A Guide On FAQs About Fatal Accident Compensation Claims

This guide examines fatal accident compensation claims. It covers topics such as who can claim fatal accident compensation on behalf of the deceased and what criteria must be met in order to have good grounds to seek compensation for their fatal injuries. To help illustrate when a claim might be valid for a fatal accident, the guide will look at a few situations that could result in fatal injuries. This guide also looks at who can make a fatal accident claim as a dependent of the deceased if they depended on them financially or in other ways. 

Furthermore, this guide examines how compensation could be awarded in successful claims. It includes a brief explanation of the legislation that directs this, as well as a look at the Statutory Bereavement Award and how funeral expenses could be recovered. 

If you are the estate of the deceased looking to claim compensation for their fatal injuries or you want to claim as a dependent, you might like to work with a solicitor. We conclude with a look at how you can have the support of a solicitor specialising in fatal accident claims on a No Win No Fee basis. 

A member of our team can answer your questions about fatal injury compensation. The advice they give is free. 

To talk to a team member about fatal injury claims:

  • Call 020 8050 2736
  • Fill in our claim online form and an advisor will contact you. 
  • Ask about dependency claims in our live chat. 

A fatal road traffic accident scene attended by paramedics.

Select A Section

  1. How To Make Fatal Accident Compensation Claims
  2. When Is An Inquest Done?
  3. What Accidents Could Cause A Fatal Injury?
  4. What Is A Dependency Claim? 
  5. When Can You Claim The Statutory Bereavement Award?
  6. Can Fatal Accident Claims Be Made On A No Win No Fee Basis? 
  7. More Information About Making Fatal Accident Compensation Claims

How To Make Fatal Accident Compensation Claims

A fatal injury claim can be made by the deceased’s estate if the deceased died because of negligence. In certain areas of everyday life, for example, while on the roads, at work or in a public place, you are owed a duty of care. It is when this duty of care is breached and someone suffers an injury as a result that a claim can be made for the harm caused. It is only the estate that can make a claim for the deceased’s pain and suffering as well as their financial losses while they were still alive. 

However, dependants of the deceased, those who relied on them financially, could also be compensated for the loss of dependency. We discuss this a bit later in the guide.

It is the Law Reform (Miscellaneous Provisions) Act 1934 that allows the estate to claim for the death, injuries, and financial losses of the deceased. Although dependants can make a claim for loss of dependency, it is only the estate that is able to bring a claim in the first 6 months following the death of the deceased. In these 6 months, they can make a claim on behalf of the deceased and on behalf of the dependants. If no fatal injury claim is made by the estate in those 6 months, dependants can make their own claim for loss of dependency.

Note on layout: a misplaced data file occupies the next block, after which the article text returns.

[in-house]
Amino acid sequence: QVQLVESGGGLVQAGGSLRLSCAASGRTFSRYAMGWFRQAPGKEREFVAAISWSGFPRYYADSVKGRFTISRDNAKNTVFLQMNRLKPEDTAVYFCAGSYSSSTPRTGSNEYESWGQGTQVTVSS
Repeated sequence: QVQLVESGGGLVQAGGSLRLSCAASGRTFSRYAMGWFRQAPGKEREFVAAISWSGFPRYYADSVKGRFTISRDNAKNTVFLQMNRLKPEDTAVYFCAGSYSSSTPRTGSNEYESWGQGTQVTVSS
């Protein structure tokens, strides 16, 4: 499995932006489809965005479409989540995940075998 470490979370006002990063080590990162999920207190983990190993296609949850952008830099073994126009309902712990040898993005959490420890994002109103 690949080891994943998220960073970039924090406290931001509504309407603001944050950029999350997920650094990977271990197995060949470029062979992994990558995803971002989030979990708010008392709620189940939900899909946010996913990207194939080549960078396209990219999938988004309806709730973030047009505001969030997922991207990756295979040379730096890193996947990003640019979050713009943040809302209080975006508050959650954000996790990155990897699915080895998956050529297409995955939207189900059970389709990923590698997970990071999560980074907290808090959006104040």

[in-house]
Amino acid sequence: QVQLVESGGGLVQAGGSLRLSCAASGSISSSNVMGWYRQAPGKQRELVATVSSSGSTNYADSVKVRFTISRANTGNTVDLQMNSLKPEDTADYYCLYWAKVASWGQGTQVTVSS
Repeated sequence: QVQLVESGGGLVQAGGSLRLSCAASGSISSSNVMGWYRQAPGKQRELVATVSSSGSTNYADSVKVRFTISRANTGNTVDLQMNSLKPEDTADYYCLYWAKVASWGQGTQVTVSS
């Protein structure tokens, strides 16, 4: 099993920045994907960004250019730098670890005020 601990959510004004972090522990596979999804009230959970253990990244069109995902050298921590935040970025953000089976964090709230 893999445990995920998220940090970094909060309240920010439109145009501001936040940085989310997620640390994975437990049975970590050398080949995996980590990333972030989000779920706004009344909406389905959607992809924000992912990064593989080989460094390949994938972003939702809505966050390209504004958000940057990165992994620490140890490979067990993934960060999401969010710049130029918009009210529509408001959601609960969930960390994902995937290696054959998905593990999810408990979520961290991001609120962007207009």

What Can The Estate Claim Compensation For?

A compensation claim brought on the grounds of negligence can be awarded up to two heads of loss: general and special damages.

General damages cover compensation for the physical pain and mental suffering that your loved one experienced as a result of their fatal injuries. Special damages cover expenses incurred by the deceased between the date of the accident and the date of death.  For example, their medical expenses, such as nursing care and lost income. 

To help calculate general damages, those with the responsibility for doing so, such as a fatal injury solicitor or legal professional, may refer to the compensation guidelines published by the Judicial College (JCG). 

Our table below looks at how compensation can be awarded on behalf of the deceased’s pain and suffering. The top row looks at how a fatal accident settlement may consist of more than one part. In the following rows, we provide figures from the 17th edition of the JCG that might be relevant to fatal accident compensation claims. As all claims are different, this table is only a guide. Furthermore, the top row is not from the JCG. 

InjuryNotesCompensation Guideline
Fatality and Add-onsSettlements may compensate for the deceased's pain and suffering and losses affecting the dependents, such as lost income.Up tp £550,000+
Very Severe Brain DamageFull-time nursing care is needed because of severe cognitive and physical disabilities.£344,150 to £493,000
Tetraplegia/quadriplegiaSevere paralysis occurring below the neck and affecting all the limbs. £396,140 to £493,000
ParaplegiaParalysis that affects the lower body. £267,340 to £346,890
Severe Psychiatric DamageThere's problems coping with life and relationships with a very poor prognosis.£66,920 to £141,240
Death with Full AwarenessThe injured person suffered full awareness, then fluctuating consciousness and intrusive treatment. Death occurred within three months.£15,300 to £29,060

For more information about fatal injury settlements, speak to a member of our advisory team. 

When Is An Inquest Done?